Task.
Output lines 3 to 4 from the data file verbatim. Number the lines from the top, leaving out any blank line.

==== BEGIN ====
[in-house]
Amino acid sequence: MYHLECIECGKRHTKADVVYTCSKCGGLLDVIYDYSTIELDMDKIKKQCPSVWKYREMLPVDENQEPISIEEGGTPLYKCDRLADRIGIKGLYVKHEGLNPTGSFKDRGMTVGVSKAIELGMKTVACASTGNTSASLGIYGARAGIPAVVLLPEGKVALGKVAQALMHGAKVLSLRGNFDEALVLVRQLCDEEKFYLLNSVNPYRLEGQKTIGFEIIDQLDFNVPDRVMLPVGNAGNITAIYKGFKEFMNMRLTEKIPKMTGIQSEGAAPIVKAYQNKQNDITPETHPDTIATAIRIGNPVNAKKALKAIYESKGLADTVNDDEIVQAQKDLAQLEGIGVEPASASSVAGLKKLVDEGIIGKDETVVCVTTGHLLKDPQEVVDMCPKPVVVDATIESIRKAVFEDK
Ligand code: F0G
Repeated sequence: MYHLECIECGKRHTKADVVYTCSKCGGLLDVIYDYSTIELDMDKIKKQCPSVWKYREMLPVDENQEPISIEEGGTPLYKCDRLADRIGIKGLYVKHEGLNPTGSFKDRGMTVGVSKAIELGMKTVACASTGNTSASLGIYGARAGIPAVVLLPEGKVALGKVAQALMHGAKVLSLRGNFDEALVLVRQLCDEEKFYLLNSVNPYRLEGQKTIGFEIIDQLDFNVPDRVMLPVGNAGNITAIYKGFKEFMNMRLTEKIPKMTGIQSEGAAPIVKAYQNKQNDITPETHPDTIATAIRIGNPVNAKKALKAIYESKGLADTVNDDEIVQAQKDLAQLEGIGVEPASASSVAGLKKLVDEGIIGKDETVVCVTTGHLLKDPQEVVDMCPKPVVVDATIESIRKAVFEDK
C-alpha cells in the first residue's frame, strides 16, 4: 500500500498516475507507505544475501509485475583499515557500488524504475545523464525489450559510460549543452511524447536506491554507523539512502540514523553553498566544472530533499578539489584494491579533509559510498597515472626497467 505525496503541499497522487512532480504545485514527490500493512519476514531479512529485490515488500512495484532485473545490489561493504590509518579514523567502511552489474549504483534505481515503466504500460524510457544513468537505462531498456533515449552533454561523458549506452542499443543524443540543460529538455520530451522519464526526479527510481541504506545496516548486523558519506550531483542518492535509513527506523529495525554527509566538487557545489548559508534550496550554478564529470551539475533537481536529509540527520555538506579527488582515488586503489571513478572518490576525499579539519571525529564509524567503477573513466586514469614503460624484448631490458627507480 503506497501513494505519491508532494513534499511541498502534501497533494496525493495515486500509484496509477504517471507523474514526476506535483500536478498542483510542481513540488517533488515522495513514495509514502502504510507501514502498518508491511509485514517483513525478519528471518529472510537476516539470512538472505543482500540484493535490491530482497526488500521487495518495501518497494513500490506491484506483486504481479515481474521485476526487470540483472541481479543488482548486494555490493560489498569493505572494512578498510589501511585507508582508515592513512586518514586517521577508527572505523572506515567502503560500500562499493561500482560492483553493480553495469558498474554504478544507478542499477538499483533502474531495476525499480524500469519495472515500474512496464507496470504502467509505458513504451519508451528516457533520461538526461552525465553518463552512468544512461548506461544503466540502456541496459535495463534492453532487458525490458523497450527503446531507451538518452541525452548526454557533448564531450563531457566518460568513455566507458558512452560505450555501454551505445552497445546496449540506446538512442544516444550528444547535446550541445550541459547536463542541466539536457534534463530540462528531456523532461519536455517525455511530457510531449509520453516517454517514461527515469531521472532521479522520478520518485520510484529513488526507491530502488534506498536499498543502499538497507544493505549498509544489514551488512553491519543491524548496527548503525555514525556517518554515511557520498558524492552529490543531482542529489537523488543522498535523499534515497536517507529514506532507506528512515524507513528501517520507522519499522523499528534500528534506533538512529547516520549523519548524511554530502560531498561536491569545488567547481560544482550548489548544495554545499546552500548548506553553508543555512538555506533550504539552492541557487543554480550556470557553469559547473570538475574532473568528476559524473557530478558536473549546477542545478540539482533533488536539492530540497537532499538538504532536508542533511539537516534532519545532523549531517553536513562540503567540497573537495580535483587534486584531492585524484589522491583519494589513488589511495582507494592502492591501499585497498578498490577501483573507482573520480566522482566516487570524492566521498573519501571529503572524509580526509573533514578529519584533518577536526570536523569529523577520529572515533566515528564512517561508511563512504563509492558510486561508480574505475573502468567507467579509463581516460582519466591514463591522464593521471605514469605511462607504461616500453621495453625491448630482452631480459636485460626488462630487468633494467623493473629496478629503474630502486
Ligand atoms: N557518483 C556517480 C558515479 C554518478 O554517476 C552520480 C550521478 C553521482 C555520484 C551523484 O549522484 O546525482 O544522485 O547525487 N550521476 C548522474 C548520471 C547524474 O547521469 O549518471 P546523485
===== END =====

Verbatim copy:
Ligand code: F0G
Repeated sequence: MYHLECIECGKRHTKADVVYTCSKCGGLLDVIYDYSTIELDMDKIKKQCPSVWKYREMLPVDENQEPISIEEGGTPLYKCDRLADRIGIKGLYVKHEGLNPTGSFKDRGMTVGVSKAIELGMKTVACASTGNTSASLGIYGARAGIPAVVLLPEGKVALGKVAQALMHGAKVLSLRGNFDEALVLVRQLCDEEKFYLLNSVNPYRLEGQKTIGFEIIDQLDFNVPDRVMLPVGNAGNITAIYKGFKEFMNMRLTEKIPKMTGIQSEGAAPIVKAYQNKQNDITPETHPDTIATAIRIGNPVNAKKALKAIYESKGLADTVNDDEIVQAQKDLAQLEGIGVEPASASSVAGLKKLVDEGIIGKDETVVCVTTGHLLKDPQEVVDMCPKPVVVDATIESIRKAVFEDK